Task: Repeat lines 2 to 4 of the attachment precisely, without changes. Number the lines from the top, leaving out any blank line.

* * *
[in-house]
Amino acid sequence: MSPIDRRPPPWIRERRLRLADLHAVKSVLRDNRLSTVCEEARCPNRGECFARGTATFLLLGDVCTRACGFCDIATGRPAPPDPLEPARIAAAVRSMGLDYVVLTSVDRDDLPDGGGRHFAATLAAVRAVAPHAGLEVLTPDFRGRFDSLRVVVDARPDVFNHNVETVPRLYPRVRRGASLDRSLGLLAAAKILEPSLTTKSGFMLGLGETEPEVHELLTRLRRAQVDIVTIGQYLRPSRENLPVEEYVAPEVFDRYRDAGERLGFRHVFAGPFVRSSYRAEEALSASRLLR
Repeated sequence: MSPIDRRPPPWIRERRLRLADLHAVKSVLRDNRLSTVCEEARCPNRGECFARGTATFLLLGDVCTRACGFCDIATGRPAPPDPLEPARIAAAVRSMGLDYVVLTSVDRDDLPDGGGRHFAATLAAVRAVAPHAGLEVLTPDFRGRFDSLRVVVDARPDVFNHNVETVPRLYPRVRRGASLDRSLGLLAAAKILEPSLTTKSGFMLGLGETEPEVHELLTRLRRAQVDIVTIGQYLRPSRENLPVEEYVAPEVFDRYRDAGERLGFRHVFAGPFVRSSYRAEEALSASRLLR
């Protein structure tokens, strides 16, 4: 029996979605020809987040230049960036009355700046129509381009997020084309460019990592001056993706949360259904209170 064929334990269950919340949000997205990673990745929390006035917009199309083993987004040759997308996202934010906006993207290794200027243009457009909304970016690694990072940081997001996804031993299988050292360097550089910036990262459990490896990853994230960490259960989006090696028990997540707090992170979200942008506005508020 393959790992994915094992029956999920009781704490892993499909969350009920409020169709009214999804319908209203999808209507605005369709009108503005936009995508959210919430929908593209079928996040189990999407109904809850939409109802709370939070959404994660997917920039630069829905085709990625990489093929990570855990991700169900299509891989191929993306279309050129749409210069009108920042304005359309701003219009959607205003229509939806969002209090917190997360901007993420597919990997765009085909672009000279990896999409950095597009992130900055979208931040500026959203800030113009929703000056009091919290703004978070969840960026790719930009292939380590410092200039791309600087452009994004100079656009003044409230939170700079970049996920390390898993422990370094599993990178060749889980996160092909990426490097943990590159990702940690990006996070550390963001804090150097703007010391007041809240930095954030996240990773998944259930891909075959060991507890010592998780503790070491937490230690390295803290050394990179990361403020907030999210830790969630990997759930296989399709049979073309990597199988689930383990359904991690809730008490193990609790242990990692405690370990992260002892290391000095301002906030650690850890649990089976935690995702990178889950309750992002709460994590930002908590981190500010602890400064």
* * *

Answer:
Amino acid sequence: MSPIDRRPPPWIRERRLRLADLHAVKSVLRDNRLSTVCEEARCPNRGECFARGTATFLLLGDVCTRACGFCDIATGRPAPPDPLEPARIAAAVRSMGLDYVVLTSVDRDDLPDGGGRHFAATLAAVRAVAPHAGLEVLTPDFRGRFDSLRVVVDARPDVFNHNVETVPRLYPRVRRGASLDRSLGLLAAAKILEPSLTTKSGFMLGLGETEPEVHELLTRLRRAQVDIVTIGQYLRPSRENLPVEEYVAPEVFDRYRDAGERLGFRHVFAGPFVRSSYRAEEALSASRLLR
Repeated sequence: MSPIDRRPPPWIRERRLRLADLHAVKSVLRDNRLSTVCEEARCPNRGECFARGTATFLLLGDVCTRACGFCDIATGRPAPPDPLEPARIAAAVRSMGLDYVVLTSVDRDDLPDGGGRHFAATLAAVRAVAPHAGLEVLTPDFRGRFDSLRVVVDARPDVFNHNVETVPRLYPRVRRGASLDRSLGLLAAAKILEPSLTTKSGFMLGLGETEPEVHELLTRLRRAQVDIVTIGQYLRPSRENLPVEEYVAPEVFDRYRDAGERLGFRHVFAGPFVRSSYRAEEALSASRLLR
């Protein structure tokens, strides 16, 4: 029996979605020809987040230049960036009355700046129509381009997020084309460019990592001056993706949360259904209170 064929334990269950919340949000997205990673990745929390006035917009199309083993987004040759997308996202934010906006993207290794200027243009457009909304970016690694990072940081997001996804031993299988050292360097550089910036990262459990490896990853994230960490259960989006090696028990997540707090992170979200942008506005508020 393959790992994915094992029956999920009781704490892993499909969350009920409020169709009214999804319908209203999808209507605005369709009108503005936009995508959210919430929908593209079928996040189990999407109904809850939409109802709370939070959404994660997917920039630069829905085709990625990489093929990570855990991700169900299509891989191929993306279309050129749409210069009108920042304005359309701003219009959607205003229509939806969002209090917190997360901007993420597919990997765009085909672009000279990896999409950095597009992130900055979208931040500026959203800030113009929703000056009091919290703004978070969840960026790719930009292939380590410092200039791309600087452009994004100079656009003044409230939170700079970049996920390390898993422990370094599993990178060749889980996160092909990426490097943990590159990702940690990006996070550390963001804090150097703007010391007041809240930095954030996240990773998944259930891909075959060991507890010592998780503790070491937490230690390295803290050394990179990361403020907030999210830790969630990997759930296989399709049979073309990597199988689930383990359904991690809730008490193990609790242990990692405690370990992260002892290391000095301002906030650690850890649990089976935690995702990178889950309750992002709460994590930002908590981190500010602890400064």